“So David recovered all that the Amalekites had carried away, and David rescued his two wives. And nothing of theirs was lacking, either small or great, sons or daughters, spoil or anything which they had taken from them; David recovered all” (1 Samuel 30: 1-8, 18-19).
Four years ago I went through a very trying time in my faith. My spiritual family and I were hurt very deeply during this time. My godparents were falsely accused of many terrible things. Through much prayer, I eventually made the decision to leave that church and within a few days my god-parents were asked to leave as well. By the end of that year I had lost several close friends.
One of these was a dear friend to me that I had defended repeatedly in her time of trouble. Yet when my time of trouble came, she turned her back on me. She sent me disparaging emails, unfriended me on facebook, and disconnected from me socially and spiritually. I was heart-broken.
“Even my close friend, someone I trusted, one who shared my bread, has turned against me” (Psalm 41:9).
All communication between us stopped – with one exception. Every year on her birthday I sent her a one line email wishing her a good year and a happy birthday. Occasionally, I also tried to encourage her in other more subtle ways; for example, leaving uplifting comments on a mutual friend’s post in reply to one of her comments. We were no longer “friends”, but by way of mutual contacts I knew that she could see some of those things. For the most part, my efforts were ignored.
I admit it was difficult for me. I was hurt that she rejected me. I was angry that she was judging me without knowing or understanding what had really happened at the church. I was sad that we were no longer friends. I missed her.
It took me some time, but eventually I forgave her. She was doing what she felt she had to. In shunning me, she was following the direction of her leadership. I understood that to go against the church leadership is rebellion; she was trying to do the right thing. Yes, I had defended her vehemently to that same leadership when they were falsely accusing her of things, but she never knew that. Yes, she believed the false reports spoken about us, but they were constructed in such a way as to be very convincing. In the end I felt badly for her that she was still in that situation when I had found my way to freedom.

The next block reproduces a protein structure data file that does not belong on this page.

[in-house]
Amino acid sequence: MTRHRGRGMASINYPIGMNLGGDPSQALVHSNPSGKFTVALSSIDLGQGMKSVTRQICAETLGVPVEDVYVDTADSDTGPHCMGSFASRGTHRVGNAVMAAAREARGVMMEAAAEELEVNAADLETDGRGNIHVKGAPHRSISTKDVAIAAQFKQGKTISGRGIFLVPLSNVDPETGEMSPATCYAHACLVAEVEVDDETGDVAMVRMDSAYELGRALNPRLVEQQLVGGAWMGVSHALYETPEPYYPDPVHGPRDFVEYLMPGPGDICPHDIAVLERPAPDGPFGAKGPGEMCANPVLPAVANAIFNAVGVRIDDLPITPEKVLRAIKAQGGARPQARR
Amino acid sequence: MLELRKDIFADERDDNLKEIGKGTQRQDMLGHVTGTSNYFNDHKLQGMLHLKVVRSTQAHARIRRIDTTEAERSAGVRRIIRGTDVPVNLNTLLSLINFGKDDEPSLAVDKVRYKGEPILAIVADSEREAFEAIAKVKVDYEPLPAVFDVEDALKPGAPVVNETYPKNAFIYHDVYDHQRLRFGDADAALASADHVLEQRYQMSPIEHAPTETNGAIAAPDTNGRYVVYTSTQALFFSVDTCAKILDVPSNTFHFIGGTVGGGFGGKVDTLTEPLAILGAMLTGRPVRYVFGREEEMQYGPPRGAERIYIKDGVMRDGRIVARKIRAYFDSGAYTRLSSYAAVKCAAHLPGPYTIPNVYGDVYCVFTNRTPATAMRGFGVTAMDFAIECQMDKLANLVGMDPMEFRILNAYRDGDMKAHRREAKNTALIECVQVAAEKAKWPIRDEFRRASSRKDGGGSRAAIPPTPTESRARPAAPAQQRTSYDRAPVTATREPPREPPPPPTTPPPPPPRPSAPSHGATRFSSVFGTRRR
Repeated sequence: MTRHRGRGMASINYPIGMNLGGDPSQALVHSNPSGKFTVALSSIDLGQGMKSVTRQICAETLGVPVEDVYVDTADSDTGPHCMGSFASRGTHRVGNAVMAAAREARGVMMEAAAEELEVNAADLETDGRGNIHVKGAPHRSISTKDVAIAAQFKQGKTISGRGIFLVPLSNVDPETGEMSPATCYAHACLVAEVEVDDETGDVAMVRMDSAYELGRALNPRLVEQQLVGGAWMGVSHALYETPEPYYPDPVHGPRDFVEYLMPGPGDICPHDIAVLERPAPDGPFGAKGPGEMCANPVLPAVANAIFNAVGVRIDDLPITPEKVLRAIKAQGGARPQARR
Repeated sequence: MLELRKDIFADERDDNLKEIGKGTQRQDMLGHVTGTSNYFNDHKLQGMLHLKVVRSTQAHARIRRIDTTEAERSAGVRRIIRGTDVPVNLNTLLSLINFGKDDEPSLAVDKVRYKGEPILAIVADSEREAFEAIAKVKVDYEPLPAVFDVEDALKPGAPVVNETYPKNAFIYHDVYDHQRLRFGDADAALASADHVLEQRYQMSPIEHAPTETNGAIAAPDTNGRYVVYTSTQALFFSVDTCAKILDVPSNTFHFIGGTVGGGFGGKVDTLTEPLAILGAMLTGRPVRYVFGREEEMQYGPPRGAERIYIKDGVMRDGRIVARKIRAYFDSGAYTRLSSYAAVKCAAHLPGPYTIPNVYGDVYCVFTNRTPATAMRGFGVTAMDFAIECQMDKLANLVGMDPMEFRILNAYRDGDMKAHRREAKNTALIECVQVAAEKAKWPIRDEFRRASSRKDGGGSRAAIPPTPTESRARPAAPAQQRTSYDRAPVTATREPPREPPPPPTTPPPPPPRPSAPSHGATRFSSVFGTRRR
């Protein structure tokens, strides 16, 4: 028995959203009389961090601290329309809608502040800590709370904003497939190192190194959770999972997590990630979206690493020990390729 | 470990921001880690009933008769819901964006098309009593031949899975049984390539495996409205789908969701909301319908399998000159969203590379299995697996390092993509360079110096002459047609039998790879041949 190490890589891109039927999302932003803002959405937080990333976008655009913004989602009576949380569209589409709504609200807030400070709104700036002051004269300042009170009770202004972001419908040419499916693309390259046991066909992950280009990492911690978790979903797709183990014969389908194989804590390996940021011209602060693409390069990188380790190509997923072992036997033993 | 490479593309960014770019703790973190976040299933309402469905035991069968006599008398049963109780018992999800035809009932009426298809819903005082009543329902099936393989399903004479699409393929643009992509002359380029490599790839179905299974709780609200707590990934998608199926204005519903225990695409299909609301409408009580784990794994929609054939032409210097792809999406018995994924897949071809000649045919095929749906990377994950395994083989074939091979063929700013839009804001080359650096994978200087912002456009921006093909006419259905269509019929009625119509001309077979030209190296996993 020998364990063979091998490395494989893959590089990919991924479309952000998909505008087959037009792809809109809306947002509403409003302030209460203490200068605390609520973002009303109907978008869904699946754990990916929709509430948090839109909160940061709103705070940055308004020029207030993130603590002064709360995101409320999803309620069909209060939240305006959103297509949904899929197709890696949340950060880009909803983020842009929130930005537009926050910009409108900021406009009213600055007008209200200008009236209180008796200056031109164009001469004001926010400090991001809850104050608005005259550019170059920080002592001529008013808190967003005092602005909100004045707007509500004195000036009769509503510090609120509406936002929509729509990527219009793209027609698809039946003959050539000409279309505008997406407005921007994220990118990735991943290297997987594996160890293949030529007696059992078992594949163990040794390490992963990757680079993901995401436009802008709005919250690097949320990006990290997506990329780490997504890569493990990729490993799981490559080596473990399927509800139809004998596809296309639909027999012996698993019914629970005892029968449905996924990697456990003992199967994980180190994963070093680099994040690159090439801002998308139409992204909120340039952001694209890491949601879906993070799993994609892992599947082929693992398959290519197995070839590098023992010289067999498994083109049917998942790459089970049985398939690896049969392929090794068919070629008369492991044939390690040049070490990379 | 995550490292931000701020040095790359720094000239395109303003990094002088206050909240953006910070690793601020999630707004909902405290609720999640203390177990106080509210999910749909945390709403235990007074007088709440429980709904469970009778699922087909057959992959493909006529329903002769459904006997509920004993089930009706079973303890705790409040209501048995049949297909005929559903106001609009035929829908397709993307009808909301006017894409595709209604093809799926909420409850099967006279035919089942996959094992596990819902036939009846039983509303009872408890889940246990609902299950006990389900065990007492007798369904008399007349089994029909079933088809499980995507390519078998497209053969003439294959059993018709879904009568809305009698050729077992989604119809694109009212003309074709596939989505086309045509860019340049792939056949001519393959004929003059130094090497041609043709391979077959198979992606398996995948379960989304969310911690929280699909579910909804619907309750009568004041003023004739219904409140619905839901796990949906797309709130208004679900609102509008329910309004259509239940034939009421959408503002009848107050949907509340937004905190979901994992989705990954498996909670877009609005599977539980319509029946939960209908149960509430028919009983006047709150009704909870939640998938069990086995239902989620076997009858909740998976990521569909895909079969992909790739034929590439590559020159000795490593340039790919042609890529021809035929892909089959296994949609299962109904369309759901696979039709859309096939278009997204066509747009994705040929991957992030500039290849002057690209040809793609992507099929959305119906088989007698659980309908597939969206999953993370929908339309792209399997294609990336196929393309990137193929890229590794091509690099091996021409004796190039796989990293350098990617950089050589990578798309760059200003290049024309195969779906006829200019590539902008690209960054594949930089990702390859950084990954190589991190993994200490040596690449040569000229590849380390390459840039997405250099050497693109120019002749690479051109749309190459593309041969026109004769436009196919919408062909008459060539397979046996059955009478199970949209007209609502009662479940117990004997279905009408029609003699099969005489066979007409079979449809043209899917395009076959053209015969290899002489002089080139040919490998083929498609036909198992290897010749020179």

Indeed, while that was the most difficult time I have had to endure since becoming a Christian, it was also the catalyst for helping me to grow in Christ and to dig deeper into Him. I have been incredibly blessed in this last four years. I now attend a wonderfully loving church with very supportive leadership. I have been able to attend Bible College, coach the youth in Bible Quizzing, be involved in a Chinese Home Church and meet many wonderful new friends. Everything that I lost was restored to me and then some! Is the church I attend now a perfect church? No, of course not. But it is exactly what I need in my life and it has afforded me many opportunities that would have been closed to me at my old church.
“For I will restore health to you, and heal you of your wounds, says the Lord, because they called you an outcast saying: This is Zion; No one seeks her.” (Jeremiah 30:17).
I have learned that truly all things work together for good (Romans 8:28) and that going through that time helped to bring me to where I am now. I also have a greater love and appreciation for those around me because I understand that things can change at any time and I know what a blessing it is to have them in my life.
Today, my dear friend that I lost four years ago sent me a friend request on Facebook. This may seem like a small thing, but I assure you, this is no small thing! Tears instantly welled behind my eyes when I saw it. Perhaps we will never be able to recover a friendship like the one we used to have, but I gladly welcome her back into my life. I pray she is well and that God is blessing her.
We truly serve a God of restoration!
In His Love,